A resting heart rate for an adult human is usually between 60 to 100 beats per minute, though that number varies greatly among other animals, as researchers have found that animal heart rates generally correlate to their body size. In general, smaller animals have faster heart rates, while bigger ones have hearts that beat slower. But the heart rate of the largest wild animals, particularly those that are impossible to keep in captivity, is mostly unknown. How slow could the largest living being’s heart beat?
According to a new paper published Nov. 25 in Proceedings of the National Academy of Sciences, researchers now know the heart rate of a blue whale, the largest animal ever known to exist on Earth (yes, larger than any dinosaur or Ice Age megafauna). After placing sensors from an electrocardiogram on a blue whale in the wild, which attached to the whale via suction cups, researchers the whale’s heart beat while it swam in the open ocean for nine hours.
“Animals that are operating at physiological extremes can help us understand biological limits to size,” Jeremy Goldbogen, assistant professor of biology in the School of Humanities and Sciences at Stanford and lead author of the paper, said in a media statement. “They may also be particularly susceptible to changes in their environment that could affect their food supply. Therefore, these studies may have important implications for the conservation and management of endangered species like blue whales.”
The data showed that when the whale dove, its heart rate slowed and reached an average minimum of about four to eight beats per minute. The lowest recorded heart beat was two beats per minute. As the blue whale foraged for food at the bottom of its dive, its heart rate increased about 2.5 times the minimum. According to the paper, this incredibly low heart rate allows the whale able to conserve its blood oxygen supply which helps it to stay underwater for prolonged periods of time. The highest heart rate researchers recorded was 37 beats per minute after the blue whale returned to the surface for air from a foraging mission and restored its oxygen levels.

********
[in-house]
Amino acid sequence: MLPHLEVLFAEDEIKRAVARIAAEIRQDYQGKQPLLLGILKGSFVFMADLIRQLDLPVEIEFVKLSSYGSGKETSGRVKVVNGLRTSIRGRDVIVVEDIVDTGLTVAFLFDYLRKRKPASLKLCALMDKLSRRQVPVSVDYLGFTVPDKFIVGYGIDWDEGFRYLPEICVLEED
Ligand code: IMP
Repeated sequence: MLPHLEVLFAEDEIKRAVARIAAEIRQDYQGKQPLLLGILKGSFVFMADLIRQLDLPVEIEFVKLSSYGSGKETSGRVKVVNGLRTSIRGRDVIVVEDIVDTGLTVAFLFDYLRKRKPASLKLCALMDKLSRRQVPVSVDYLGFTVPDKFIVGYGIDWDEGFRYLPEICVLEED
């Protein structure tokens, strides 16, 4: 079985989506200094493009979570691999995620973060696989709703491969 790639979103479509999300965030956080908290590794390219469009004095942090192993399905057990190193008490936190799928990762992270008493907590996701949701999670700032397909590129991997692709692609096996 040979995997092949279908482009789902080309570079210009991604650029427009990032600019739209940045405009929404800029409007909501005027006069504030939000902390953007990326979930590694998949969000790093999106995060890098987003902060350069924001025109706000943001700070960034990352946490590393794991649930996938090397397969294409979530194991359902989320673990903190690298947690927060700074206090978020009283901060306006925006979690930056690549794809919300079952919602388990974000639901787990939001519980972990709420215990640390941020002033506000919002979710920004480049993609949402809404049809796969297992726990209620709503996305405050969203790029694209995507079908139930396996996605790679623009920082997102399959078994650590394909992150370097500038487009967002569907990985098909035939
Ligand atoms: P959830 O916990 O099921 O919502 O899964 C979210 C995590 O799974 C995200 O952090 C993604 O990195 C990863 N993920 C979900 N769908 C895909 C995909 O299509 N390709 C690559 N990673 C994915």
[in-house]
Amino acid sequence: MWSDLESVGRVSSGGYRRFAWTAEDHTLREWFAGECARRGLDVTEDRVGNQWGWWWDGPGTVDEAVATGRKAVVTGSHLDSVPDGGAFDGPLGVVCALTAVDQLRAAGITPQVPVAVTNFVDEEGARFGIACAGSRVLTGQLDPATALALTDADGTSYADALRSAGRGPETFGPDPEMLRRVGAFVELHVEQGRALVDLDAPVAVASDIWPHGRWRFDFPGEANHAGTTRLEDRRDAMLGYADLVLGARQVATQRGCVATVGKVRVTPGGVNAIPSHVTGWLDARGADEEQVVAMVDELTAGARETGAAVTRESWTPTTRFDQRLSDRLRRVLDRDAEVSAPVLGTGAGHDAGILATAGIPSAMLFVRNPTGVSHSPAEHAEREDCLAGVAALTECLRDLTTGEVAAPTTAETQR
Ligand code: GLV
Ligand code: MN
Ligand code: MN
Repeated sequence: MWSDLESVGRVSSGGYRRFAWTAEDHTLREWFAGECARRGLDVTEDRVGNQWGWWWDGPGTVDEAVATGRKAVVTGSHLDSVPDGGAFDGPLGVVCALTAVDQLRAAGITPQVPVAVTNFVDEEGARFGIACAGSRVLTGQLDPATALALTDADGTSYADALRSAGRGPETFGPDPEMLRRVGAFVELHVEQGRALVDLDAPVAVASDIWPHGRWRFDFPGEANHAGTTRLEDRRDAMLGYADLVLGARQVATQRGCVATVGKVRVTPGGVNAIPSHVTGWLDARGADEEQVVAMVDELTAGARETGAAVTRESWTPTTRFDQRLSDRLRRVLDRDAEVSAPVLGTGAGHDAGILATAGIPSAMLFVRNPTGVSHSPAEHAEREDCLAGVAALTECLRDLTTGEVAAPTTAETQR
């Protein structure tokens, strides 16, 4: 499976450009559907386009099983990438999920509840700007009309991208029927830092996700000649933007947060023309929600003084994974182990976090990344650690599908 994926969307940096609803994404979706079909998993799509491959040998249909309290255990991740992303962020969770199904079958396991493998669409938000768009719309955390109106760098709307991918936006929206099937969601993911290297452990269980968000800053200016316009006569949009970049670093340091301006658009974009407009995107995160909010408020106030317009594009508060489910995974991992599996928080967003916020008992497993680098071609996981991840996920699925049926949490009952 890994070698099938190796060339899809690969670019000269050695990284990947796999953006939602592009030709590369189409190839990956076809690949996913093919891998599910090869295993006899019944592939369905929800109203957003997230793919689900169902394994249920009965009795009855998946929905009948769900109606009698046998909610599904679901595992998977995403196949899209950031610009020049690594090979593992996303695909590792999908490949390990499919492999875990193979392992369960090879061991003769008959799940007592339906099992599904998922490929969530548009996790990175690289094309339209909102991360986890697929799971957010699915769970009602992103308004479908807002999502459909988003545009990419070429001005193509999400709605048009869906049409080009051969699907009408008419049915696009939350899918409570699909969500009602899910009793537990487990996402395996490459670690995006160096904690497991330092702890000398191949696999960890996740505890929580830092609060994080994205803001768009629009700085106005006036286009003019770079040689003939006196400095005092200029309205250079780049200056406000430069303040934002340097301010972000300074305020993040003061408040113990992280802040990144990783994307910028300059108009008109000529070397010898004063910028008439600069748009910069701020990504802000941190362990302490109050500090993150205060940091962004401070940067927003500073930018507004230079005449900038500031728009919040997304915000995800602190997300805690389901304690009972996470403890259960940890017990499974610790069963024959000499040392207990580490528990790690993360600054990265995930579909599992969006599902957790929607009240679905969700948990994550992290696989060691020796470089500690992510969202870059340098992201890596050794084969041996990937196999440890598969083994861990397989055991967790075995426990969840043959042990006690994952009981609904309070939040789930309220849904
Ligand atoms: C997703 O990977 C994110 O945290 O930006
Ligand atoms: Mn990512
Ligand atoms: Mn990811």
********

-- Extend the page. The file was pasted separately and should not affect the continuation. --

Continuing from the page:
What’s interesting is that this data could provide an answer as to why blue whales haven’t evolved to be bigger. According to the analysis, a blue whale’s heart is likely working at its limit.
The data surprised researchers: the whale's resting heart rate while foraging nearly 600 feet below sea level was 30 to 50 times lower than expected. According to the paper, it is possible it operates like this because of an elastic-like part of the whale’s heart called an aortic arch which moves blood out to the body.
Blue whales have the largest heart of any animal; they can weigh more than 1,000 pounds and pump about 60 gallons of blood with each beat, according to The National Oceanic and Atmospheric Administration (NOAA). NOAA states that the current population of blue whales in the world is about 10,000 to 25,000 animals. Before whaling, there were an estimated 300,000 blue whales in our oceans.
There has been a lot of attention on whales lately in regards to these animals' relationship with climate change. Recently, a team of economists at the International Monetary Fund (IMF) analyzed how whales help facilitate carbon absorption. During a whale’s average lifetime, it will sequester 33 tons of carbon dioxide. Comparatively, a tree absorbs up to 48 pounds of carbon dioxide each year.
“The carbon capture potential of whales is truly startling,” the economists wrote. “Our conservative estimates put the value of the average great whale, based on its various activities, at more than $2 million, and easily over $1 trillion for the current stock of great whales.”
If whales returned to their pre-whaling population of 4 to 5 million, from slightly more than 1.3 million today, it could significantly increase the amount of phytoplankton in the oceans and the carbon they capture as well.
Researchers working on the heartbeat study are looking forward to finding more ways they can learn about the blue whale’s heart during different activities.
"We're always looking to push the boundaries of how we can learn about these animals,” David Cade, a co-author of the paper who attached the heart rate monitor on the whale, said in a media statement.